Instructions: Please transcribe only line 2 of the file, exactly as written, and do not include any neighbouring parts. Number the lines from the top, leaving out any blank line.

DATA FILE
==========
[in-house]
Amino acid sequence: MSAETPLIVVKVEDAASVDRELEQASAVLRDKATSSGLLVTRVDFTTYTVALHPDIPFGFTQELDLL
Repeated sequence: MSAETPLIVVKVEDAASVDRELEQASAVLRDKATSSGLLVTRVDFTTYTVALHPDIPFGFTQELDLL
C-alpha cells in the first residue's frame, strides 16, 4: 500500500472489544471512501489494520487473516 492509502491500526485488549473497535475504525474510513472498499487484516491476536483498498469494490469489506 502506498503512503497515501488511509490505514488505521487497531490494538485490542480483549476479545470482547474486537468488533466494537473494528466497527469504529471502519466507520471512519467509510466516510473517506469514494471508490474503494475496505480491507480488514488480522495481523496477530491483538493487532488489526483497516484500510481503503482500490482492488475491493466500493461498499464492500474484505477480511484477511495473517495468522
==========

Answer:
Amino acid sequence: MSAETPLIVVKVEDAASVDRELEQASAVLRDKATSSGLLVTRVDFTTYTVALHPDIPFGFTQELDLL